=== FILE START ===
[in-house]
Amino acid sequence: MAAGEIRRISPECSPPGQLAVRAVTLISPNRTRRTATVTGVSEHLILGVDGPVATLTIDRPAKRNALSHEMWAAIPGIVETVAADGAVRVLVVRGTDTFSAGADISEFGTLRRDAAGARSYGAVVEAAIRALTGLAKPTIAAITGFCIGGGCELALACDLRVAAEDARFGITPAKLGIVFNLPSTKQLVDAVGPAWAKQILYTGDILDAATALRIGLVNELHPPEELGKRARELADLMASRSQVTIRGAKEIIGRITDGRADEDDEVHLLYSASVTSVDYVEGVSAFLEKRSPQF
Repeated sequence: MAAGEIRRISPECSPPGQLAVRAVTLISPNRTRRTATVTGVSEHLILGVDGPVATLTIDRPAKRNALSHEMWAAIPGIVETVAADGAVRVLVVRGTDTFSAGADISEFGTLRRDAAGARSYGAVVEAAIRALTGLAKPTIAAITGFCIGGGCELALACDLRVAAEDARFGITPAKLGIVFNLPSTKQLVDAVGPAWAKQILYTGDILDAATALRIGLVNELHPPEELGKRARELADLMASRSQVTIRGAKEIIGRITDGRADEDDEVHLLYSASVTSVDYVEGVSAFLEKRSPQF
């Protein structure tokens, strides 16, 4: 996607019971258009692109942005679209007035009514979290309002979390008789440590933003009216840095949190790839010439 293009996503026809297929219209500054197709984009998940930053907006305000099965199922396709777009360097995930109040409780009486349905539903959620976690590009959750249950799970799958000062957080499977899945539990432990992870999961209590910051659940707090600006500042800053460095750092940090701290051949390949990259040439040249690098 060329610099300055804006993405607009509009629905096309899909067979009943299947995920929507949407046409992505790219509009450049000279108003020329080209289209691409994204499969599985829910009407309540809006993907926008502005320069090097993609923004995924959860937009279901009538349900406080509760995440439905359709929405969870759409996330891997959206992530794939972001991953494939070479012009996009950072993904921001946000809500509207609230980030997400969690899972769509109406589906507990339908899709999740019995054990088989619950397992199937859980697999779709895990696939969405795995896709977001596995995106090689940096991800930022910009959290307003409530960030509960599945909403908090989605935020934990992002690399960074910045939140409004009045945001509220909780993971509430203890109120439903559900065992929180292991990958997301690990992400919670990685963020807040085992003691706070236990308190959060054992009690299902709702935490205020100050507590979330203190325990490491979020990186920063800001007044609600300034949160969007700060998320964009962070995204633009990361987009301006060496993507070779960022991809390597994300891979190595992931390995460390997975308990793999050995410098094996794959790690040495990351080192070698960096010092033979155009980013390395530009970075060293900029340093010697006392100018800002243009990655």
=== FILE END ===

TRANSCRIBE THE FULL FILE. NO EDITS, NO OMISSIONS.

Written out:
[in-house]
Amino acid sequence: MAAGEIRRISPECSPPGQLAVRAVTLISPNRTRRTATVTGVSEHLILGVDGPVATLTIDRPAKRNALSHEMWAAIPGIVETVAADGAVRVLVVRGTDTFSAGADISEFGTLRRDAAGARSYGAVVEAAIRALTGLAKPTIAAITGFCIGGGCELALACDLRVAAEDARFGITPAKLGIVFNLPSTKQLVDAVGPAWAKQILYTGDILDAATALRIGLVNELHPPEELGKRARELADLMASRSQVTIRGAKEIIGRITDGRADEDDEVHLLYSASVTSVDYVEGVSAFLEKRSPQF
Repeated sequence: MAAGEIRRISPECSPPGQLAVRAVTLISPNRTRRTATVTGVSEHLILGVDGPVATLTIDRPAKRNALSHEMWAAIPGIVETVAADGAVRVLVVRGTDTFSAGADISEFGTLRRDAAGARSYGAVVEAAIRALTGLAKPTIAAITGFCIGGGCELALACDLRVAAEDARFGITPAKLGIVFNLPSTKQLVDAVGPAWAKQILYTGDILDAATALRIGLVNELHPPEELGKRARELADLMASRSQVTIRGAKEIIGRITDGRADEDDEVHLLYSASVTSVDYVEGVSAFLEKRSPQF
């Protein structure tokens, strides 16, 4: 996607019971258009692109942005679209007035009514979290309002979390008789440590933003009216840095949190790839010439 293009996503026809297929219209500054197709984009998940930053907006305000099965199922396709777009360097995930109040409780009486349905539903959620976690590009959750249950799970799958000062957080499977899945539990432990992870999961209590910051659940707090600006500042800053460095750092940090701290051949390949990259040439040249690098 060329610099300055804006993405607009509009629905096309899909067979009943299947995920929507949407046409992505790219509009450049000279108003020329080209289209691409994204499969599985829910009407309540809006993907926008502005320069090097993609923004995924959860937009279901009538349900406080509760995440439905359709929405969870759409996330891997959206992530794939972001991953494939070479012009996009950072993904921001946000809500509207609230980030997400969690899972769509109406589906507990339908899709999740019995054990088989619950397992199937859980697999779709895990696939969405795995896709977001596995995106090689940096991800930022910009959290307003409530960030509960599945909403908090989605935020934990992002690399960074910045939140409004009045945001509220909780993971509430203890109120439903559900065992929180292991990958997301690990992400919670990685963020807040085992003691706070236990308190959060054992009690299902709702935490205020100050507590979330203190325990490491979020990186920063800001007044609600300034949160969007700060998320964009962070995204633009990361987009301006060496993507070779960022991809390597994300891979190595992931390995460390997975308990793999050995410098094996794959790690040495990351080192070698960096010092033979155009980013390395530009970075060293900029340093010697006392100018800002243009990655």